Monthly Archives: July 2012

Scrumptious Cereal Bar Treats

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I’ll be honest: I had really no idea what to call these. I debated between Anti-Rice Krispie Treats, Everything But the Kitchen Sink Treats, and the very accurate This Is What Happens When You Have Extra Marshmallows and a Box of Cheerios Treats. Well, if you, like so many of us in the summer, are faced with an abundance of marshmallows after a bonfire or celebration of sorts, here’s a suggestion. Add Cheerios + espresso +Nutella + shredded coconut + marshmallows + butter + drizzled chocolate, receive heavenly gooey treat things that will make your mom roll her eyes and make cutting remarks about cavities. It’s a good combination, but feel free to adapt the recipe and take as many culinary liberties as you would like.

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Summer Tomato Tart with Goat Cheese

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Well hello, my fine friends. I hope you all have been enjoying your summer as much as I have and have squeezed in plenty reading, swimming, and of course cooking if you are able. As it is tomato season, and as we have been rather dessert-heavy for the past few posts, Caty and I decided to concoct this savory tart and it was a raging success. In my opinion, anyway.

This light tart is a perfect combination of fresh vegetables, salty goat cheese, and buttery crust. We layered goat cheese on a simple dough crust with caramelized onions, arranged thinly sliced tomatoes on top, and drizzled with olive oil, sprinkled with salt and pepper, and garnished with garden-fresh basil. It was delectable; the perfect dish to bring to a July luncheon. Really, though, one could eat it at any time of the day. I certainly would have had some for breakfast tomorrow had there been any left. Alas, it was demolished in twenty minutes flat after we deemed it ready for the eating.

I hope this delights you as much as it delighted us.

Summer Tomato Tart with Goat Cheese
Crust recipe courtesy of Food and Wine online magazine
(http://www.foodandwine.com/recipes/all-butter-pie-dough)

For the crust:
1  1/4 cups all-purpose flour
Pinch of salt
1 stick cold unsalted butter, cubed
1/4 cup ice water

For the filling:
3 ripe tomatoes, thinly sliced
1/4 of a white onion
6oz. goat cheese (chevré)
2 tablespoons chopped basil
Olive oil
Salt and pepper

1. For the crust: In a food processor, pulse the flour with the salt. Add the butter and pulse until the size of peas. Drizzle in the water and pulse until the crumbs are moistened; turn out onto a work surface. Gather into a ball, flatten, wrap in plastic and refrigerate for 30 minutes minimum.
2. Preheat oven to 400 degrees. Roll out pie crust to 1/4 inch thick on floured work surface. Place in and mold to ungreased tart pan (the buttery dough requires no additional grease.)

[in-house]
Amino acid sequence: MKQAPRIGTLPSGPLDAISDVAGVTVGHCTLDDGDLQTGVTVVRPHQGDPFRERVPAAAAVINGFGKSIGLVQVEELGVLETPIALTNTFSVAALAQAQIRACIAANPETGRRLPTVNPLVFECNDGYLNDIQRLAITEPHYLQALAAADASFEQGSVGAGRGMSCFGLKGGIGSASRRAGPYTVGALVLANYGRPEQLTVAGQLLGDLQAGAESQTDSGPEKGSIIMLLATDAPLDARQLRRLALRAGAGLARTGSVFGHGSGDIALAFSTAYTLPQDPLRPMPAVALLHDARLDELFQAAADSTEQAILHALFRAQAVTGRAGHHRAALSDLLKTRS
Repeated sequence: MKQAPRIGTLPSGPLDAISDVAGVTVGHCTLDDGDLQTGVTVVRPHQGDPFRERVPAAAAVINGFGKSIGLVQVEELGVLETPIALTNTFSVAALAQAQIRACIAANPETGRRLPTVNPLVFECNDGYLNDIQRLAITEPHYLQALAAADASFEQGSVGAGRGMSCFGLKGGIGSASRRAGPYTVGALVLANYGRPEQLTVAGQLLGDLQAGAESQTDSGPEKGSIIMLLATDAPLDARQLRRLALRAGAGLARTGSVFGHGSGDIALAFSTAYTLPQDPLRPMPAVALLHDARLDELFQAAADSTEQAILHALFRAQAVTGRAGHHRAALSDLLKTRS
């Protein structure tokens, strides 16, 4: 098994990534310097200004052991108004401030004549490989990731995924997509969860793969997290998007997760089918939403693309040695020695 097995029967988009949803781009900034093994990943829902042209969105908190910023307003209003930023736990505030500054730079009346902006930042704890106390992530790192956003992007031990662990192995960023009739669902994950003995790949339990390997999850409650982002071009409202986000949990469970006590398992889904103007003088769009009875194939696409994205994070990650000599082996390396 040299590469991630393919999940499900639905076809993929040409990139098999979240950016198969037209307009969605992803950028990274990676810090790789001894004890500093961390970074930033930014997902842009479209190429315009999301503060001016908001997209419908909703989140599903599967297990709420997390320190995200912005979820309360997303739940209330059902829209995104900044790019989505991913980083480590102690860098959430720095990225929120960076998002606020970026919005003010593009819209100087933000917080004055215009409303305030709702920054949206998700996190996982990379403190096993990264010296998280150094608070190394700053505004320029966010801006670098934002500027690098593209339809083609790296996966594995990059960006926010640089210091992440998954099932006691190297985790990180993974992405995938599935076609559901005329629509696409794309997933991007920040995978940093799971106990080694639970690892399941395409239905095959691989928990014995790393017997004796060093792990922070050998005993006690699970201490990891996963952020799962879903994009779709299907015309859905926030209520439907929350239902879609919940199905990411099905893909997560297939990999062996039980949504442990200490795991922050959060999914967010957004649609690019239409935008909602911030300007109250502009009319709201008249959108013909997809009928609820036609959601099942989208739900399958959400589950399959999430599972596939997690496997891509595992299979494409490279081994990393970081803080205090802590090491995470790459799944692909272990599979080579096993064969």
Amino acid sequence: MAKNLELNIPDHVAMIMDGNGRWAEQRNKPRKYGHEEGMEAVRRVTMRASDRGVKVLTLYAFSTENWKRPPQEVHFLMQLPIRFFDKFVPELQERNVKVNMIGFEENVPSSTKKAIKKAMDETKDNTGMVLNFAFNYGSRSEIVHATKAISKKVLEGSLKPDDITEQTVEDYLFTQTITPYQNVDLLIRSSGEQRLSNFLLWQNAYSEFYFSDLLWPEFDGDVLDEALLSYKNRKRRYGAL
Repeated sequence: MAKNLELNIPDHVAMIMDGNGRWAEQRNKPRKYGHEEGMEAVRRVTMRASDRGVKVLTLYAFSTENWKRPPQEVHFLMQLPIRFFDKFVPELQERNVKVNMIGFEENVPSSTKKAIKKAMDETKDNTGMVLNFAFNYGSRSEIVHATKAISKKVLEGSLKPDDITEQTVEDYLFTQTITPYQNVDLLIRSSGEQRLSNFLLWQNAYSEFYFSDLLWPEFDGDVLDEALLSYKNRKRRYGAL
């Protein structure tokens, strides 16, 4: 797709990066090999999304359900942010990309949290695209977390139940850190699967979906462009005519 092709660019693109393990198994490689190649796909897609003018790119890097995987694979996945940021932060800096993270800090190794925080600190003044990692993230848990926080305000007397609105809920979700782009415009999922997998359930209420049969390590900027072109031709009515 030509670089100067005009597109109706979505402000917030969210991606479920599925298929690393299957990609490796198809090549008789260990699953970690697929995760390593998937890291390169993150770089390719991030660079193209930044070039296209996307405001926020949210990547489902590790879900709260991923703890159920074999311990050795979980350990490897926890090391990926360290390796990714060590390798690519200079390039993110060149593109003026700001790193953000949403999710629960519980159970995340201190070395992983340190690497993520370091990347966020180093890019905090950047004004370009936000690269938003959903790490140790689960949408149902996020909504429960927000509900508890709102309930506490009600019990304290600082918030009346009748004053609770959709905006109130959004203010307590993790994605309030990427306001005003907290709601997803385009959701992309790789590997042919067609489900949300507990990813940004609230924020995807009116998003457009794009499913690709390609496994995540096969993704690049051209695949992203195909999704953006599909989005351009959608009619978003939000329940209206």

3. Place tart pan/crust in freezer for 15 minutes.
4. Bake crust in oven for 25 minutes, or until it turns a light golden brown. Reduce heat to 375 degrees. Let crust cool for 10 minutes or so .
5. Chop onion. Heat in pan with salt, pepper and a bit of olive oil until they turn light brown and caramelized.
6. Spread goat cheese evenly over crust. Top with caramelized onions. Layer tomato slices on top.
7. Drizzle with olive oil, and generously sprinkle salt and pepper on top to taste. Bake for 25 minutes. Garnish with  basil, and serve to adoring family and friends.

(Celebratory) Mocha Pudding and Our Blog’s First Birthday!

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A year ago, Georgia and I made a pitcher of lemonade that would change our lives. Yes, that sounds quite dramatic; but it’s true. That pitcher of lemonade, as you may remember, if you’ve been following us since the beginning (thank you!), was our first foray into the world of food creation as a team. Neither of us had planned to start a food blog, but we did. I had brought my camera to Georgia’s that day and began messing around with it, trying to be “artsy” with my photos of squeezed lemons and the ubiquitous mason jars we used to serve the cool beverage. After a short discussion about the possibility of food blogging, we agreed to create our own food blog.  The name came to us quickly. We wanted something fresh, something creative. “Remember,” I began warily, “when we were in kindergarten, picking strawberries in my garden, and my dad said that it was the ‘Wright time for a Schnack?’” Well, once we realized the ingenuity of that phrase as applied to a food blog, there was no turning back.